MDxHealth will ally with a Texas-based provider network in a deal that will greatly expand the reach of its signature prostate cancer molecular diagnostic test to millions of additional patients.
New research supports the use of a circulating tumor cell blood test, rather than the standard PSA biomarker diagnostic, to predict a patient's odds of surviving prostate cancer.
A U.K. diagnostics startup is off and running, backed by nearly $21.3 million in financing to support development of a PET imaging agent for recurrent prostate cancer licensed from GE Healthcare.
Exosome Diagnostics announces this morning it has raised $27 million and will go to market in 2014 with its first fluid-based diagnostic test, a noninvasive urine sample designed to detect prostate cancer without a biopsy.
Myriad Genetics is celebrating promising results from a study demonstrating the clinical utility of its Prolaris prostate cancer molecular diagnostic test. The Utah company hopes to use the data to win Medicare reimbursement for the test by this June.
Myriad Genetics, long known for its predictive breast cancer tests, said recent clinical data backs up assertions that one of its new diagnostic assays can successfully determine which men will face a recurrence or spread of prostate cancer after radical surgery.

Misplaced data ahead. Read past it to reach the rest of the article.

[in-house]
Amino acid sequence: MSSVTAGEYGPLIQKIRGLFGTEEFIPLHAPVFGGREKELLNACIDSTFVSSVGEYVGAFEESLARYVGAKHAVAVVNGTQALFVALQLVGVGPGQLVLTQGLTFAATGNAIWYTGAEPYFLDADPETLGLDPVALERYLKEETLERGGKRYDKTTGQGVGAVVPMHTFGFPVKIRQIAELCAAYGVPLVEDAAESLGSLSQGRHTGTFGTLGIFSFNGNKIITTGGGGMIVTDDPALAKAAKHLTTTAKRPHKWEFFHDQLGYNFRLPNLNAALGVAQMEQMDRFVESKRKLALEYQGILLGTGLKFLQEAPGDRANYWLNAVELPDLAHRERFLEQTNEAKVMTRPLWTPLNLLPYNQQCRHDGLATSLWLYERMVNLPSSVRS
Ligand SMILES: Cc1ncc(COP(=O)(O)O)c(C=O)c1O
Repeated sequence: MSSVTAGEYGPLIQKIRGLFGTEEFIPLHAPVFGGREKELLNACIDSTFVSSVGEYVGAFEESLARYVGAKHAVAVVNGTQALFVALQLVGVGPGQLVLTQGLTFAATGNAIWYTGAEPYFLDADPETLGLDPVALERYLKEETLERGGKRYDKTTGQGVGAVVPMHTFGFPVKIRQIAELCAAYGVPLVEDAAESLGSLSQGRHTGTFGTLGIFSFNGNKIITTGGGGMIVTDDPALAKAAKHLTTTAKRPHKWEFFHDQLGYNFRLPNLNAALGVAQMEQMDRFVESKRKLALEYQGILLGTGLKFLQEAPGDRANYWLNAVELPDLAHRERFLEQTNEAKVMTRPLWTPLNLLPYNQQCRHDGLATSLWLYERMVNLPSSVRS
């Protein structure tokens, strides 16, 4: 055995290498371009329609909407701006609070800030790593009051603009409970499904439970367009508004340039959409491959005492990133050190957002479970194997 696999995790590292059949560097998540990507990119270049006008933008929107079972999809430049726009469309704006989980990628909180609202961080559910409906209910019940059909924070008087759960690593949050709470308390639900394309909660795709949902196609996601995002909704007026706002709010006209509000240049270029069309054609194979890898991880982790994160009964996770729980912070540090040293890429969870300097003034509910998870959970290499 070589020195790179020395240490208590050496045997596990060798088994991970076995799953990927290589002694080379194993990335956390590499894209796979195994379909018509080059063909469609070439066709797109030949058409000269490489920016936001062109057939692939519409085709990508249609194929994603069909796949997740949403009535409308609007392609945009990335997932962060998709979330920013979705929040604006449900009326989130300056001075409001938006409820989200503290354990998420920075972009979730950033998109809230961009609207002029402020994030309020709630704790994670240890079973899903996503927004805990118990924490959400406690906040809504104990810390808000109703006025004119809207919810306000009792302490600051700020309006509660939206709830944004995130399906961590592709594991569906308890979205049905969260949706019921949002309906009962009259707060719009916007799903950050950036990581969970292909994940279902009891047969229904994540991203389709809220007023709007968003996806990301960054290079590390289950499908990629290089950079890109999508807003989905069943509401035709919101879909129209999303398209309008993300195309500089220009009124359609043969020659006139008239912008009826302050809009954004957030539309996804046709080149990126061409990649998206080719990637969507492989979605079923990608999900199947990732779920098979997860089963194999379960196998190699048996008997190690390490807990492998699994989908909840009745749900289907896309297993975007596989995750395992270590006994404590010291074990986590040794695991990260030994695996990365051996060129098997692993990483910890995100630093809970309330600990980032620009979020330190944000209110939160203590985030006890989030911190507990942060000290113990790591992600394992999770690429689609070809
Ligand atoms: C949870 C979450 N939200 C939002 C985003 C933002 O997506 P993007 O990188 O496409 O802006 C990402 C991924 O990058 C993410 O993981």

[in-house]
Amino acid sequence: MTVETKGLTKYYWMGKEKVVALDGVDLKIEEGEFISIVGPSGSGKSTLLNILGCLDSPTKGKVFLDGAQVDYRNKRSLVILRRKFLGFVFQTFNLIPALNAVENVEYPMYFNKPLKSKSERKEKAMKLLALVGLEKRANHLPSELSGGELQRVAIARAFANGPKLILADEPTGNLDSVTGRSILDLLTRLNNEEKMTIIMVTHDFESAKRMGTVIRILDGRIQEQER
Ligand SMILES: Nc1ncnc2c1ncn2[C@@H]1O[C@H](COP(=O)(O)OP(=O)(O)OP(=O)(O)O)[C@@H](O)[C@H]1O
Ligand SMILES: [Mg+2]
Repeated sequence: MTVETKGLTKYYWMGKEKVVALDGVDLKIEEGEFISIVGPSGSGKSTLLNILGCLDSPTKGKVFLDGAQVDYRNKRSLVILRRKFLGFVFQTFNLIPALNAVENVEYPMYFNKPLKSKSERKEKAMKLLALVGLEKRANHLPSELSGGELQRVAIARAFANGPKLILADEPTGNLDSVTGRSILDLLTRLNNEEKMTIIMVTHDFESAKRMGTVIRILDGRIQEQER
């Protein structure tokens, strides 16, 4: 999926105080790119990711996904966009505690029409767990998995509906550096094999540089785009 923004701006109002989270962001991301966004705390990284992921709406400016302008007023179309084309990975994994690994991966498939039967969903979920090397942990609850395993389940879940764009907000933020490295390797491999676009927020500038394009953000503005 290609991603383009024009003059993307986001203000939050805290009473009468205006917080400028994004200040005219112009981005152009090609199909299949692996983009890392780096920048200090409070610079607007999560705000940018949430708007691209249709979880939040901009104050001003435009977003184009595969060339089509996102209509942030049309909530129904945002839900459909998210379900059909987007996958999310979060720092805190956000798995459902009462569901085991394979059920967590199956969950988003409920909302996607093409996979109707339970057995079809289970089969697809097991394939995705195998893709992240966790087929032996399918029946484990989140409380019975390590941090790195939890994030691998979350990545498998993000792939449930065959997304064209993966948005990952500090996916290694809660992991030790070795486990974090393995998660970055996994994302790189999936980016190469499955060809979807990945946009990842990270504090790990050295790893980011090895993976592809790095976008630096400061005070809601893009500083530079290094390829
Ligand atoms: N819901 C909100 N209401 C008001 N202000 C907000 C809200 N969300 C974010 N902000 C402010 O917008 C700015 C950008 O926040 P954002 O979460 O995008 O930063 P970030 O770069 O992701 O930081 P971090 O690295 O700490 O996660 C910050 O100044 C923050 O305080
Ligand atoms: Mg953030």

Belgium's MDxHealth has partnered with generics maker Teva Pharmaceuticals to commercialize its ConfirmMDx for prostate cancer and PredictMDx for glioblastoma tests in Israel.
Although recent products have given prostate cancer patients more treatment options, the American Cancer Society still estimates that almost 30,000 men died of the disease last year. This week virtual drug developer Madison Vaccines raised $8 million to further its ambitions to cut that figure.
Once a patient is treated for prostate cancer, close medical monitoring offers an imperfect way to catch potential recurrence or spread of the disease. Researchers believe they've found an easier way to get the job done: a biomarker for a cellular switch.
An invasive biopsy has long been the best way to help doctors definitively diagnose prostate cancer. But Canadian researchers, through their use of a synchrotron particle accelerator, believe they're on the way toward developing a more precise, less-invasive approach.